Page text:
This year is one which is best forgotten, except that towards the end of it some light began to show, albeit too late for some. Apart from those in the retail sector who came unstuck, 270 workers in Plymouth lost their jobs when the very last TV sets to be manufactured in this country came out of the Toshiba factory.
I was once a part of the British TV manufacturing industry, going from school at 16 to the Kolster-Brandes (later K-B, then ITT) factory where we made black and white and colour TVs, together with transistor radios of various sorts. Here there were a few score men and hundreds of girls – but that’s a different story. Badging, or OEM production as it’s now known, is not new; in those days we produced, alongside the Kolster-Brandes products, Ace, Alba, Argosy, Regentone and RGD brands, with only cosmetic differences. The same thing was going on at BRC/Thorn, where Baird, Ferguson, HMV, Marconi and Philco products were allied, and so on. The UK TV industry peaked in the early 1970s. For nostalgic picture galleries of British TV sets go to www.oldtechnology.net and www.rewindmuseum.com.
But there was a problem. British TV sets were unreliable because of poor quality components and sloppy production. Many of them were badly designed electrically, and many were not very pleasing in appearance. The poor reliability and relatively high cost of colour TVs was good for service engineers and rental dealers, but not for the public. In our own K-B products there were high failure rates in valves, capacitors, switches and particularly soldered joints.
Things got better later, but not enough to prevent a Japanese TV takeover, and then the factories began making Hitachis, Sanyos, Toshibas etc. The once-proud British brands were whittled down, and the few that now remain have only the name as a link with the original firms. In a competitive market production has to be where it’s cheapest, currently in Eastern Europe and China, perhaps next in India or Russia? I’m sorry to see the last factory wound up here; the same sad story, to different degrees and dates, applies to the British motorcycle and car industries.
Another significant happening in 2009 was the announcement of the ‘digital radio upgrade’, whereby UK analogue broadcasting will be phased out – except for very local community transmissions – by 2015, a rather ambitious timescale, I believe, but good for dealers and good (though they may not realise it) for listeners, especially when the strength, range and coverage of DAB transmissions has been improved. Here, British firms are in fine fettle, with market leaders Pure and Roberts set to benefit from the changeover, though I wish the government had properly addressed the DAB+ question, with a view to mandating it, initially over a ‘dual-casting’ period. I believe that this, like digital broadcasting itself, is inevitable in the long term, and that to delay its introduction is short-sighted.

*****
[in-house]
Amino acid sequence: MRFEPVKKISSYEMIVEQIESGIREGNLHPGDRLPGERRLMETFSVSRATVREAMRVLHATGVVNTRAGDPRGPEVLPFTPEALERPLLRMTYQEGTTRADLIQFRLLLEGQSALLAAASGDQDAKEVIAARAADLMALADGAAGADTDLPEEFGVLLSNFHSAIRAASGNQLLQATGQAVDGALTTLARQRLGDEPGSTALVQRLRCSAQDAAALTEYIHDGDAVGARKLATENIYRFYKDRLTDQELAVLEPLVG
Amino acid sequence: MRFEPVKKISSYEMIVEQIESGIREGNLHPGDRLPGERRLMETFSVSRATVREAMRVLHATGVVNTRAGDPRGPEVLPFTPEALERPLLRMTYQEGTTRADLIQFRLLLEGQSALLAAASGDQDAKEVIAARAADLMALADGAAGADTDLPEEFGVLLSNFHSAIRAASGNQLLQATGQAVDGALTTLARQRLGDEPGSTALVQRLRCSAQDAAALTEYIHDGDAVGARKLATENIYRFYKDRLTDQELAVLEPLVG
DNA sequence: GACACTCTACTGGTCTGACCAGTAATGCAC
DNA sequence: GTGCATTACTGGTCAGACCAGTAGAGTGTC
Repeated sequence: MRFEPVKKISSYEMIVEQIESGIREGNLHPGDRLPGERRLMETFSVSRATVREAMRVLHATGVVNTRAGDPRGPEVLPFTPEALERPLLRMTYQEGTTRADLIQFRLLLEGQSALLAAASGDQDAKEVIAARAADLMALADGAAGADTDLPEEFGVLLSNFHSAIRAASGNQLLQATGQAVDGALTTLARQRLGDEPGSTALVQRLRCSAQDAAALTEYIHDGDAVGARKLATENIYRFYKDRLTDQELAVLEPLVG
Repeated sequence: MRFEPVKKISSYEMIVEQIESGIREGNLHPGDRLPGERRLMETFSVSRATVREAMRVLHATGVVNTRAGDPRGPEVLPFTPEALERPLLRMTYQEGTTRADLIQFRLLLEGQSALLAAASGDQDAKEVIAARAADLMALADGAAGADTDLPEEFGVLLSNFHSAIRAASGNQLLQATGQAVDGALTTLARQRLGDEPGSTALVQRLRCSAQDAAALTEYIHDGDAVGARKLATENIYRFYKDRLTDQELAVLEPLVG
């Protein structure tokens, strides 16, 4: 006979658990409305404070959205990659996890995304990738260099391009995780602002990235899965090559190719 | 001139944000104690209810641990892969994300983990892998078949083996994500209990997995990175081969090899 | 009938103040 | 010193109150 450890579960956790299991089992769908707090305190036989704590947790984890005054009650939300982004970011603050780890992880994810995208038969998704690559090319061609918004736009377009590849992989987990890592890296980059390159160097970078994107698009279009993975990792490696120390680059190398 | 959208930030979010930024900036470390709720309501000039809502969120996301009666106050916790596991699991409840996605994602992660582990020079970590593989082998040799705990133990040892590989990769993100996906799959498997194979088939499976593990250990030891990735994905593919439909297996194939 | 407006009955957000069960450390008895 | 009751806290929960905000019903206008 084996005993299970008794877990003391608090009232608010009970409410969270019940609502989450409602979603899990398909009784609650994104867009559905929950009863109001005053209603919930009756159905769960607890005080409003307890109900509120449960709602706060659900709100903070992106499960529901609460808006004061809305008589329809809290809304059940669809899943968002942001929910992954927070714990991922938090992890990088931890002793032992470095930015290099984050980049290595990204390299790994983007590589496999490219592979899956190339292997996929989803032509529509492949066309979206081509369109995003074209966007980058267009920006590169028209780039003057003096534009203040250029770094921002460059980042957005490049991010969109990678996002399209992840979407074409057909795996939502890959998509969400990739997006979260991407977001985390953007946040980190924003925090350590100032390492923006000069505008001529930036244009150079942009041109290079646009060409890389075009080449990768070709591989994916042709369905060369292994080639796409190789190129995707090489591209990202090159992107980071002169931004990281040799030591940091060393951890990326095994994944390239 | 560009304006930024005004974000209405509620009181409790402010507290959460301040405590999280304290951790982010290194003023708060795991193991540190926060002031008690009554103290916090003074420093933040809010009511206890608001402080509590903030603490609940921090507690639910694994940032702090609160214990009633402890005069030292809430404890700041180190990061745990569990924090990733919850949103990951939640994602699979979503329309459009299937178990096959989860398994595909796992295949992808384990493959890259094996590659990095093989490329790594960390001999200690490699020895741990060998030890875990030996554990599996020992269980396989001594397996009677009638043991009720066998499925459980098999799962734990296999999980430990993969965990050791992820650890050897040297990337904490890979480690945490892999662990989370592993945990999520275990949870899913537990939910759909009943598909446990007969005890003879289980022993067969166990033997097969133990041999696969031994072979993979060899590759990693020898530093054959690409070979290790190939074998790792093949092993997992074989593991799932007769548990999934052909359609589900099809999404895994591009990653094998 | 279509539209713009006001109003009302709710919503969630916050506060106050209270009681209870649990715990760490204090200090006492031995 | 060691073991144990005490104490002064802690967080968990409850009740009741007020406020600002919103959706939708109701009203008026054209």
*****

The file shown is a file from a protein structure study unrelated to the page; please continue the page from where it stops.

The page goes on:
Meanwhile I am a great fan of DAB, though I mourn some of the channels which have come and gone. Regarding the criticisms of its fidelity, in most situations where a better quality radio medium is not available (eg portable, mobile, tiny-speaker and similar applications) any shortcomings of DAB are not really significant, and are outweighed by its many advantages, features and benefits, especially now that energy consumption of DAB radios is coming down. DAB, in any form, is an excellent thing, the biggest advance in radio in its ninety years.
There are still many of us about whose first step in this industry was with analogue radio, and many businesses which were founded on it long ago. Technically it made a perfect introduction to electronics in a world where digital technology was unknown – or in relative infancy. Popular long ago (and you can still buy them) was the ultimate ‘green machine’ for radio, a crystal set, needing no energy supply at all, apart from the radio transmission itself, though you had to strain to hear it in the headphones. In today’s noisy world this would be even more difficult and it would be hard to get DAB on it. The vendor’s profit on a crystal set would also be rather meagre. Happy Christmas.